COOKING GUIDE 300 : GUIDE 300
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Cooking Guide 300
- The process of preparing food by heating it
- (cook) prepare a hot meal; "My husband doesn't cook"
- The practice or skill of preparing food
- (cook) someone who cooks food
- Food that has been prepared in a particular way
- the act of preparing something (as food) by the application of heat; "cooking can be a great art"; "people are needed who have experience in cookery"; "he left the preparation of meals to his wife"
- A person who advises or shows the way to others
- lead: take somebody somewhere; "We lead him to our chief"; "can you take me to the main entrance?"; "He conducted us to the palace"
- A thing that helps someone to form an opinion or make a decision or calculation
- A professional mountain climber in charge of a group
- usher: someone employed to conduct others
- steer: direct the course; determine the direction of travelling
- three hundred: being one hundred more than two hundred
- .300 Winchester Magnum (known as .300 Win Mag or in metric countries as 7.62 ? 67 mm) is a popular magnum rifle cartridge that was introduced by Winchester Repeating Arms Company in 1963 as a member of the family of Winchester Magnum cartridges.
- "300" (the exact machine name includes the quotation marks) is a pinball machine produced by Gottlieb with a bowling theme. The title is a reference to a perfect game in the sport, in which a bowler scores 300 points.
One week ago today I stood at this spot, and now back home in San Francisco it almost feels as if I just imagined it. Even at the time it had a surreal quality. To have heard so much about Machu Picchu and seen so many images, then after four days of tough hiking to actually be standing there in the early morning light with this scene filling my field of vision… Really a unique, incredible experience.
Low clouds covered the peaks we’d hiked through the day before and there seemed to be a good chance Machu Picchu would be hidden under a gray blanket when we arrived. Instead the morning was unusually clear, with blue sky and sunlight on the ruins. Our group had uncanny luck the whole way. And that luck extended to the group itself. The people I hiked with turned out to be great – fun, friendly, laid back, good senses of humor – which made the whole experience that much better.
I’d wanted to do the ‘classic’ four-day Inca Trail hike for a long time and finally made a reservation back in June. The Peruvian government limits the number of people who can start the hike each day to 500 (which usually means only 200 tourists supported by 300 guides/porters/cooks), and typically all the spots are reserved months in advance, so you have to plan ahead. You also have to go with a certified tour operator. I chose Peru Treks and have nothing but good things to say about them.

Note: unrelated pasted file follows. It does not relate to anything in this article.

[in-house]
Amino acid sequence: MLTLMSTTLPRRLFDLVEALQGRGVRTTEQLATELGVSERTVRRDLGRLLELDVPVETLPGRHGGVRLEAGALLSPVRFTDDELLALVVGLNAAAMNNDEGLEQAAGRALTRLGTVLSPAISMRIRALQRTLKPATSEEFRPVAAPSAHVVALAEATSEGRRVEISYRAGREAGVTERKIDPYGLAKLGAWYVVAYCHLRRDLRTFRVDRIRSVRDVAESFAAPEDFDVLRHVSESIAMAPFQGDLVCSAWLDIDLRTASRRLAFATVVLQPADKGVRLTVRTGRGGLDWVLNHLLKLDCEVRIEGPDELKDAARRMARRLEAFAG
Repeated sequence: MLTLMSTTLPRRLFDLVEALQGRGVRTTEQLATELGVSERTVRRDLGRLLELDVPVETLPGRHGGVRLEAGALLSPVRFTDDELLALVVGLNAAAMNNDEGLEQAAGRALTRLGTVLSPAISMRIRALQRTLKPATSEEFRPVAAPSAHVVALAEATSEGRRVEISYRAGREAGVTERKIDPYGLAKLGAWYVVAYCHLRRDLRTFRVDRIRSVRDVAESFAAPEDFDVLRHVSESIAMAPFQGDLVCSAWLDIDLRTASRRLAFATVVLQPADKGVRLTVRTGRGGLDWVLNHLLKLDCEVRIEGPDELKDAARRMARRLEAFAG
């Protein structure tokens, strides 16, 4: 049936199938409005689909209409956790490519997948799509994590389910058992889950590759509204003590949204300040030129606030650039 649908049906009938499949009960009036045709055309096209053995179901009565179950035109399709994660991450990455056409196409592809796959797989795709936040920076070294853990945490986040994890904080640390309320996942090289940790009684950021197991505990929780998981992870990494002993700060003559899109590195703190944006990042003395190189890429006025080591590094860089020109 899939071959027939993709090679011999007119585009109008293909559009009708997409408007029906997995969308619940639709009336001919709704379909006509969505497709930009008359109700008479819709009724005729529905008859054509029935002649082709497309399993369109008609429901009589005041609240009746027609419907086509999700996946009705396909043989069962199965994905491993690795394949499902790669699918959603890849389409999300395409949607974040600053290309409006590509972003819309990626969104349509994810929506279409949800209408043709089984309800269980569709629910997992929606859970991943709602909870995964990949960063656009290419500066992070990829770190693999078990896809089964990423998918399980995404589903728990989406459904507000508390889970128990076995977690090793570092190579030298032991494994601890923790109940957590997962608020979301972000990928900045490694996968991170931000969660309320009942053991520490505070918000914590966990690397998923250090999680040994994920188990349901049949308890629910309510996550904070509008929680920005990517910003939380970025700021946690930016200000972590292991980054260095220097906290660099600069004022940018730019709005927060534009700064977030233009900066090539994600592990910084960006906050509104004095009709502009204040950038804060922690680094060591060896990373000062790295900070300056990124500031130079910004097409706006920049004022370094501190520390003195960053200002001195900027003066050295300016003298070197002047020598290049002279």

The logistics make it tricky to fit the Inca Trail hike into a week-long vacation. Most tour operators require you to be in Cusco at least two days in advance so you can acclimate to the altitude. Cusco sits at about 11,000 feet and I can personally confirm that taking some time to adjust, especially coming from sea level, is really important. On my first day in Cusco a short climb up a flight of stairs left me winded and light headed. And just getting to Cusco takes a while. My flight had three legs – SF to San Salvador, to Lima, then to Cusco – which pretty much ate up a full day each way.
So I ended up leaving SF at about midnight on Thursday 10/15, getting to Cusco Friday night 10/16 and spending the weekend there, hiking the Inca Trail from Monday 10/19 through Thursday 10/22, hanging out in Cusco on Friday 10/23, checking out Lima on Saturday 10/24, and finally returning to SF around midnight on Sunday 10/25. Most of the other travelers I met were on much longer trips and I would have loved to have been able to spend more time exploring the rest of Peru. But all things considered I can’t think of many better ways to spend a week – truly an amazing trip. A lot more photos to follow.
Village Home Stay - Days 5-6
Our meals were local dishes, made from the produce (grains, veggies, herbs etc.) of the village itself. Our hosts were Rajesh Panwar ('fixer' -cum- birding guide) and Mohan Pandey (committee secy.). Rajesh can be contacted at RAJESH "at" CorbettVillage "dot" IN. They also arrange sightseeing/ excursions, birdwatching and interpretive nature walks. Also, u can choose:
1. Overnight or multi-day stays.
2. Half-day visits, with or without a home-cooked meal.
3. A guided walk (2-3 hours) along the Corbett Village Heritage Trail.
All of this is fairly affordable, by the way.
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